Drug Importation threatens people with chronic illnesses, says advocate.

Guy Anthony, President and CEO of Black, Gifted & Whole. Source: Orlando Sentinel

This editorial by Guy Anthony was published in the Orlando Sentinel on June 12, 2019. Anthony is the President and CEO of Black, Gifted & Whole, a nonprofit focused on issues surrounding black, queer men.

Drug-import Plan Hurts Proper Treatment For Many With Complex Illnesses

Two years after I was sexually assaulted as a teenager, I was diagnosed with HIV. That day, I realized I had a choice.

I could start thinking of myself as a victim with a lifelong medical condition. Or, I could find a way to stay positive. I chose the latter, and I haven't looked back since.

I am a lucky man. Decades of medical breakthroughs have made HIV a manageable condition. Thanks to treatment, HIV hasn't affected my physical health. In fact, my HIV is so well-managed, it isn't even traceable anymore.

Like all people who rely on medications to stay healthy, I want drug prices to come down. Unfortunately, many popular plans to cut drug prices would put me and countless other people at risk.

This week, Gov. Ron DeSantis signed a bill that would allow individuals and wholesalers to import cheap drugs directly from Canada. Florida will need a federal waiver to implement this program, which the Trump administration seems likely to grant.

I hope President Trump and Florida lawmakers reconsider this plan. Drug importation is a dangerous game.

Foreign markets are flooded with counterfeit drugs. According to the World Health Organization one in 10 drugs sold in developing countries is fake or ineffective. Pills that look legitimate, but lack active ingredients or deliver improper doses, claim tens of thousands of lives each year in developing countries. They also generate up to $30 billion a year in profits.

American patients have no way to know whether or not the drugs they import from Canada are legitimate. And Canadian regulators have repeatedly stated that they can't guarantee the quality of drugs that pass over their border.

We've already seen how risky Canadian pharmacies are. Last year, a U.S. district court judge fined Canada's largest online pharmacy $34 million for funneling counterfeit drugs into the United States. Prosecutors alleged that "Canada Drugs' business model is based entirely on illegally importing unapproved and misbranded drugs…from all over the world." They also found that the pharmacy made at least $78 million importing illicit medicines, including two completely ineffective cancer drugs.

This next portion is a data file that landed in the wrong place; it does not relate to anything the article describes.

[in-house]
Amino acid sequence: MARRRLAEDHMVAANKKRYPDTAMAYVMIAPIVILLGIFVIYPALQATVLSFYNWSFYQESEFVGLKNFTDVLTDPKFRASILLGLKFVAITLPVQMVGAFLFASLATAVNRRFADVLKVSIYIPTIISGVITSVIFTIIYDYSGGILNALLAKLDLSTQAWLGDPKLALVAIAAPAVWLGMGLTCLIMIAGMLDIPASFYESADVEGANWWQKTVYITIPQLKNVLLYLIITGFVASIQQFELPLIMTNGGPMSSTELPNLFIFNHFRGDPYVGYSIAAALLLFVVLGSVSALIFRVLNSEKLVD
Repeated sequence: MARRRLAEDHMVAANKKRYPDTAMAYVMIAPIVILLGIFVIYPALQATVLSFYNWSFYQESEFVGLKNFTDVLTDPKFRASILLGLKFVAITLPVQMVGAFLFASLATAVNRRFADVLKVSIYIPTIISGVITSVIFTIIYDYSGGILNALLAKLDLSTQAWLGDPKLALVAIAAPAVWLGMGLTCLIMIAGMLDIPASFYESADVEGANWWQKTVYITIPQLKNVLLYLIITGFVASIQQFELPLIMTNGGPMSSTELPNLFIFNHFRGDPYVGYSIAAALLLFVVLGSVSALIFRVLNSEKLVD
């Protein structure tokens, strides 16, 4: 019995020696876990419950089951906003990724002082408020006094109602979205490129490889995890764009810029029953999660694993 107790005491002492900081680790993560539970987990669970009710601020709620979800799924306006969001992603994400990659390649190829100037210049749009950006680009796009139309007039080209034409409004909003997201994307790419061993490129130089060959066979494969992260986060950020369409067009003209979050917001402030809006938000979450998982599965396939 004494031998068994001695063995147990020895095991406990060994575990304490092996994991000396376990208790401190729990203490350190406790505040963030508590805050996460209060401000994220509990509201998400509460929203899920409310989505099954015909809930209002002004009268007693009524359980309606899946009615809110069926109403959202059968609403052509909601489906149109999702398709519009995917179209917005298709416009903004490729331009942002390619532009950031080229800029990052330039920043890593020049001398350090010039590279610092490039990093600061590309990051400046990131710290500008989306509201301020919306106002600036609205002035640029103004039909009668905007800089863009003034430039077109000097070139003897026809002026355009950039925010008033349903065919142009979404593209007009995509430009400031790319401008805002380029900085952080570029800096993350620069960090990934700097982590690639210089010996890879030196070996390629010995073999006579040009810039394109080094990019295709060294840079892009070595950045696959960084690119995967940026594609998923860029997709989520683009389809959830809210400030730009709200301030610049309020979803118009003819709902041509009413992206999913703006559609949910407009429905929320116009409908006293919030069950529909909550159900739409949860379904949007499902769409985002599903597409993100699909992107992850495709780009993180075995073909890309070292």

Drug importation poses a particular threat to patients who rely on complex medications to treat multiple conditions.

I should know — I’m one of them.

Like more than 16 million Americans, I am living with depression. Mental illness is incredibly common among those who are HIV-positive. People with HIV are twice as likely to have depression as those who don't have the virus.

Just like other diseases, mental illness can be managed through treatment. But finding the right treatment can be hard for people like me, who manage both HIV and depression. Several drugs will treat depression, and several will keep HIV in check. But not all medicines work together in combination.

Effectively treating HIV and depression often requires a specific — and expensive —combination of drugs. Over time, these drug bills can begin to pile up.

People who are worried about losing the medicines that keep them healthy can get desperate. If Florida and other states move forward with their importation plans, these folks will look north for cheap drugs. Counterfeiters will rush to this new market, and prey on unsuspecting, vulnerable patients.

My life changed the day I got tested. As I walked out of the Los Angeles Lesbian and Gay Center, I realized there was no reason to be ashamed — of being a gay teen, of being HIV-positive, or of having to manage mental illness.

I've spent my adult life working to end the stigma surrounding HIV and the emotional impact it has. We've come a long way, and I'd hate to see this progress reversed. Opening up a market for dangerous, counterfeit drugs will make it harder for people to live with HIV. But ensuring continued access to safe, effective medications will help them thrive.